238 Mature Trees Bulldozed By Developers At Loretto Heights

Did I Read Correctly That The Developer Of Loretto Heights……

Instead of preserving 238 mature trees at Loretto Heights, Westside just chopped them down, and the city was helpless to stop them. In response to a citizen’s letter noting that it will take 30 to 40 years for any replacement trees to provide the equivalent amount of cooling and clean air: ” In the case of Loretto Heights, this is a private development on private property where our office did not have jurisdiction. The Forestry review team provided direction to the developer in regards to trees that should have at least been considered for retention based on a number of criteria, but unfortunately the developer chose a different route. The development proposal called out to preserve some of the trees surrounding the Administration building/quad area and also proposed new street trees within and an adjacent to the development, but you are correct, it will take decades to replace what has been lost. Unfortunately this is a great loss of trees and canopy cover, wildlife corridors, and natural ecological systems, but it has awoken the City to holes in our sustainability and resiliency efforts showing that we need to do better to protect these assets. Hopefully we can address these needs in upcoming policy, rule and ordinance changes, such as the Denver Green Code. Please feel free to contact me with any further questions or concerns and if I cannot address them I will forward them on to someone who can.”

https://denverite.com/2021/06/14/tree-cutting-at-loretto-heights-campus-in-harvey-park-prompts-yells-and-yawns/

From: Myer, Jim P. – DPR CJ1917 Field Superintendent <James.Myer@denvergov.org>
To: dgallag954
Cc: Wilson, Richard A. – DPR Ops Supv <Richard.Wilson@denvergov.org>
Sent: Mon, Jun 14, 2021 8:12 am
Subject: RE: Did I read correctly that the developer of Loretto Heights

Dennis,   Thank you for your inquiry.  Please let me clarify, I supervise the Office of the City Forester’s Plan Review Team that is responsible for the review of development plans that impact the public right-of-way and in certain residential zoned neighborhoods the front setback trees, not a separate inspections/public development office.  In the case of Loretto Heights, this is a private development on private property where our office did not have jurisdiction.  The Forestry review team provided direction to the developer in regards to trees that should have at least been considered for retention based on a number of criteria, but unfortunately the developer chose a different route.  The development proposal called out to preserve some of the trees surrounding the Administration building/quad area and also proposed new street trees within and an adjacent to the development, but you are correct, it will take decades to replace what has been lost.   Unfortunately this is a great loss of trees and canopy cover, wildlife corridors, and natural ecological systems, but it has awoken the City to holes in our sustainability and resiliency efforts showing that we need to do better to protect these assets.  Hopefully we can address these needs in upcoming policy, rule and ordinance changes, such as the Denver Green Code.  Please feel free to contact me with any further questions or concerns and if I cannot address them I will forward them on to someone who can.   Thank you.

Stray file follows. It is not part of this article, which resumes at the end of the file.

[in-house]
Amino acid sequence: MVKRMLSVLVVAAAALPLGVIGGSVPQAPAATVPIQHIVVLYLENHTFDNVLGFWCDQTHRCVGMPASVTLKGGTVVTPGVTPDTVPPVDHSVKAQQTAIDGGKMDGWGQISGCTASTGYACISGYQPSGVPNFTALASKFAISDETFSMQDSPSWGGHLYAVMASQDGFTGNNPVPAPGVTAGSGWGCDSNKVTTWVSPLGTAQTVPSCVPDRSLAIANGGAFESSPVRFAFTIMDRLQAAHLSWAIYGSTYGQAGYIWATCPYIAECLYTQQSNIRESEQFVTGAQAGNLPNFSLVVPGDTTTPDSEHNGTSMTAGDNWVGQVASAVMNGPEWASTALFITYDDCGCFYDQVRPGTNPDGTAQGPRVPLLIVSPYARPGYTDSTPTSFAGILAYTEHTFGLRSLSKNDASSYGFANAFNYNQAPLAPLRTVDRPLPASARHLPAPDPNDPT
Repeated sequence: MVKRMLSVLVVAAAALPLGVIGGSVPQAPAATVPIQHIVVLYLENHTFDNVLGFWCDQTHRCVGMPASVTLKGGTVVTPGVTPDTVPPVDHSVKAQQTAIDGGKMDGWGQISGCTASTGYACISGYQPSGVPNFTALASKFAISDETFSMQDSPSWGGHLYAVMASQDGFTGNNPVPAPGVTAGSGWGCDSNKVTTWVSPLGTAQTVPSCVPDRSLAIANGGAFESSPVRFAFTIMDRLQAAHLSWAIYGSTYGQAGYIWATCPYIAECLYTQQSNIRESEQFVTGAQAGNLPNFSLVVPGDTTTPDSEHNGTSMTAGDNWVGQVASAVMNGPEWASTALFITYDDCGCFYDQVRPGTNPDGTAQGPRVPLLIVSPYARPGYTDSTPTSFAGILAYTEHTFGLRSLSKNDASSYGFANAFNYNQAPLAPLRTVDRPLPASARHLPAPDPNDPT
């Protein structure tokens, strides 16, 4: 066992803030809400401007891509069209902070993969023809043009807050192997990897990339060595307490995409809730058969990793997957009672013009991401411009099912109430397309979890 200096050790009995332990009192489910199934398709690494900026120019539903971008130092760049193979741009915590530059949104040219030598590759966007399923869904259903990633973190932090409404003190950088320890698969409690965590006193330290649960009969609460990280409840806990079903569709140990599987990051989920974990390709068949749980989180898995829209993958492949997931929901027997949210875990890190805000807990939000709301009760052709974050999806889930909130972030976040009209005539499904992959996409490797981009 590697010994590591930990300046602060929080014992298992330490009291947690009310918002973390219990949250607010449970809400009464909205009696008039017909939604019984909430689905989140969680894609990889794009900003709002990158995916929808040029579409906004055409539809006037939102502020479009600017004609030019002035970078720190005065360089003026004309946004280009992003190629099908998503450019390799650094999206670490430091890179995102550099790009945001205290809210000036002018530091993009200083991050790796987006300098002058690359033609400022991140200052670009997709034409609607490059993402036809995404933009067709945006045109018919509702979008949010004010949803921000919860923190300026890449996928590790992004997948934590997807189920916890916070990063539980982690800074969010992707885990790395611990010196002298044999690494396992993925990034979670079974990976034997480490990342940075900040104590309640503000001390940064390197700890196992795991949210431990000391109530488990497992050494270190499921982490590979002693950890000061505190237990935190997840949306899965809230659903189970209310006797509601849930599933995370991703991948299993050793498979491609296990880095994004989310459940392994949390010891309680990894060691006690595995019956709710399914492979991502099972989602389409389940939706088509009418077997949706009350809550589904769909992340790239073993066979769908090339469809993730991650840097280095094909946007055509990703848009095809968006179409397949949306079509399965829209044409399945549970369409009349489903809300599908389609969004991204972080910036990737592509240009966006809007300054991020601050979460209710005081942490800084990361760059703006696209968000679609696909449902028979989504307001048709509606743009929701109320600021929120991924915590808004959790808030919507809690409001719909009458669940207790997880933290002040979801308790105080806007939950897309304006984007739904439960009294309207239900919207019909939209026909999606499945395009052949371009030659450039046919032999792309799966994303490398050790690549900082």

DPR_Color_RGBJim Myer | Forestry Operations Superintendent
james.myer@denvergov.org  p: 720-913-0681 Office of the City Forester|City and County of Denver 

From: Wilson, Richard A. – DPR Ops Supv <Richard.Wilson@denvergov.org>
Sent: Monday, June 14, 2021 6:53 AM
To:dgallag954
Cc: Myer, Jim P. – DPR CJ1917 Field Superintendent <James.Myer@denvergov.org>
Subject: RE: [EXTERNAL] Did I read correctly that the developer of Loretto Heights  

Hello,   I work with the forestry Dept in Parks and Recreation and have no clue what the inspections/ public development office is or isn’t approving. You will need to contact Jim Myer, He is the supervisor of that dept. He is CC’d in on this email for you.  

Thanks,   Rich Wilson |

Forestry Operations Supervisor Board Certified Master Arborist | Tree Risk Qualified | Municipal Specialist RM-0600 Office of the City Forester | Denver Parks and Recreation | City and County of Denver p: (720) 865-0404 Richard.Wilson@Denvergov.org

Denver launches planning process for 155-acre Park Hill land protected from development

Open space battle intensifies with opponents urging city to buy back land

 

Denver leaders this week are launching a planning process for the 155-acre former Park Hill Golf Club site that has been protected as golf-related open space under a legal restriction that blocks development.

City officials on Monday told The Denver Post their “visioning” process is necessary to explore how this conservation easement could be changed.